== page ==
Iraq Problems, Gas Headaches?

Morning Money Memo …

ABC News' John Kapetaneas reports:

Will the crisis in Iraq spark a crisis at the pump?

As ISIS militants topple city after city in northern Iraq, global oil markets are responding with increased volatility. Crude oil prices have risen 4 percent in the last week, and some analysts expect gas prices to go up $.05 to $.10 in the next few days.

But the developments may not be as immediate of a concern as the short-term market behavior indicates.

"There is no immediate, tangible impact on supply," Antoine Halff, head oil industry and markets editor at the International Energy Agency in Paris told ABC News. "But it raises many questions for the future."

In recent months, the majority of Iraq's oil production has come from its southern region as tensions and attacks have largely quelled production in the north. Although the north has contributed, it had only been responsible for a small portion of total oil exports.

The net effect on international oil markets has been largely a price response spurred on by a nervous marketplace, and not so directly tied to the loss of oil production by the occupied region. So while the situation may be of concern to oil industry experts, the effect on Americans may not be quite so dramatic.

"You're not going to have lines at the U.S. gas stations," Halff said. "That's not happening."

Rough Week for 2 Wall Street Darlings

Yoga-apparel maker Lululemon saw its shares drop nearly 16 percent Thursday after the company cut its full-year earnings forecast, and announced that its CFO would be stepping down at year's end. Lulu's stock was down 37 percent year-to-date, as the boutique clothing line faces increased competition from big box clothing brands.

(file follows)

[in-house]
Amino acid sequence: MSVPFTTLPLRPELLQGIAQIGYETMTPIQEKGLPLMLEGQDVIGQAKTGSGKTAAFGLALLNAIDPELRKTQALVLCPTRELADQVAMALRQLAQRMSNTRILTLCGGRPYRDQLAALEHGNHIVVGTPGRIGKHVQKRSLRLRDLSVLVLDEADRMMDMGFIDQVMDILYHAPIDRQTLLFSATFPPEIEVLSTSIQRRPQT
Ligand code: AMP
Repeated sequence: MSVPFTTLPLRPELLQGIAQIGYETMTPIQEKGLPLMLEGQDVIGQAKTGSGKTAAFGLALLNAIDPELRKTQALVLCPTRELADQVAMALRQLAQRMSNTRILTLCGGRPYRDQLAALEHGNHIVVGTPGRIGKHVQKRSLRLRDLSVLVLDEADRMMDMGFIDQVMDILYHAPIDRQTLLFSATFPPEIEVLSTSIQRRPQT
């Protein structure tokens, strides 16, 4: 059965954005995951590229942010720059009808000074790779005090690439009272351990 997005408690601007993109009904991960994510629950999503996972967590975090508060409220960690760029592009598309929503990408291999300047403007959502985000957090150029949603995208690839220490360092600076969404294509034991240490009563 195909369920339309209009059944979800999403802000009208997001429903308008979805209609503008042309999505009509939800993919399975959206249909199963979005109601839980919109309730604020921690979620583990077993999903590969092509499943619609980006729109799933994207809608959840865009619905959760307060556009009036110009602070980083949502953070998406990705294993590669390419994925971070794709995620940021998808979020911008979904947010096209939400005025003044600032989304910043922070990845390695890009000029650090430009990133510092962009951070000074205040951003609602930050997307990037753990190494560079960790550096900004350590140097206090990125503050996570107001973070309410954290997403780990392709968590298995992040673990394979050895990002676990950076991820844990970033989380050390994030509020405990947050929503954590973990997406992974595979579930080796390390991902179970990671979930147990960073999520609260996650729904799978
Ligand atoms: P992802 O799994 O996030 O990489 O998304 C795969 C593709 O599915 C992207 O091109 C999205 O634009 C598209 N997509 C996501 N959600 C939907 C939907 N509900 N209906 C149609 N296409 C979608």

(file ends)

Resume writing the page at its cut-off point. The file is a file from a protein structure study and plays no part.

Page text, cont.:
Meanwhile, mobile sweetheart Twitter said goodbye to one of its executives, as COO Ali Rowghani announced he was stepping down. Twitter has struggled to appease investor expectations in 2014. The company's stock has dropped 51 percent since its December IPO.

Michael Jordan, Billionaire

Michael Jordan reportedly has become pro basketball's first billionaire.

According to Forbes Magazine, "His Airness" has officially crossed the coveted $1 billion barrier by increasing his ownership stake in the Charlotte Hornets (formerly Bobcats) basketball franchise, going from 80 percent to 89.5 percent majority ownership of the team.

ABC News reached out the Hornets, which confirmed that Jordan did increase his ownership of the team to said level back in January 2013. With the Hornets valued at roughly $600 million, in addition to his current holdings and sponsorships Jordan can add another quite considerable feather to his already illustrious cap.

Michael Jordan's business manager declined to comment on the report.

Silk Road Closed?

Have we seen the last of Silk Road? The U.S. Marshals Service announced that it would auction off roughly $18 million in bitcoin seized from the now defunct online exchange.

Often called the "EBay" of the online drug, sex and weapons trade, Silk Road reportedly generated nearly $1 billion in illegal business in it's less-than-3-years of operations.

The seized bitcoin will be up for grabs to the highest bidder beginning on June 27.

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